Enjoy a tax-free Christmas bash

Follow the outline below to ensure that the cost of your annual staff party will not create tax issues for you or your staff.

  1. The event must be open to all employees at a specific location.
  2. An annual Christmas party, or other annual event offered to staff, generally is not taxable on those attending, provided that the average cost per head of the functions does not exceed £150 p.a. (including VAT). The guests of staff attending are included in the head count when computing the cost per head attending.
  3. All costs must be considered, including the costs of transport to and from the event, accommodation provided, and VAT. The total cost of the event is divided by the number attending to find the average cost. If the limit is exceeded then individual members of staff will be taxable on their average cost, plus the cost for any guests they were permitted to bring.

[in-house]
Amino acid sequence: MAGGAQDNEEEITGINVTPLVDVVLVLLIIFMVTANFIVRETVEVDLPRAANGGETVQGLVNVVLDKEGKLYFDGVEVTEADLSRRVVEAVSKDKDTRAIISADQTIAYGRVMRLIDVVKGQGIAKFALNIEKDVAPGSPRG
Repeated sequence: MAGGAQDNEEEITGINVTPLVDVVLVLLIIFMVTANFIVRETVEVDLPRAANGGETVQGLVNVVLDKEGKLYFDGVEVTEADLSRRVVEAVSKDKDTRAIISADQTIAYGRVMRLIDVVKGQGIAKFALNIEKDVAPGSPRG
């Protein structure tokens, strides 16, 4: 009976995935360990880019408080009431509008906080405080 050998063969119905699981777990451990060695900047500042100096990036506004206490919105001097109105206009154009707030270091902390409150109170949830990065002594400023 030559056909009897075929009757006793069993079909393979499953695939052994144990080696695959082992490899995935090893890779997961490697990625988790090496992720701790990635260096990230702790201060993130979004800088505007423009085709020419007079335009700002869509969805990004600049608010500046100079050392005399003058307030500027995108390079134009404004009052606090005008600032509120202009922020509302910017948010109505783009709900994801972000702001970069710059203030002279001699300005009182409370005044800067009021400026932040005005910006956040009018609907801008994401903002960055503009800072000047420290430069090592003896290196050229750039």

4. VAT input tax can be recovered on staff entertaining expenditure. If the guests of staff are also invited to the event, the input tax should be apportioned, as the VAT applicable to non-staff is not recoverable. However, if non-staff attendees pay a reasonable contribution to the event, all the VAT can be reclaimed and of course output tax should be accounted for on the amount of the contribution.

Property tax changes from April 2020

Although the Brexit process continues to throw a spanner into the normal workings of government, there are a few certainties from a tax point of view that will be effective from April 2020. A few property related changes are noted in this article: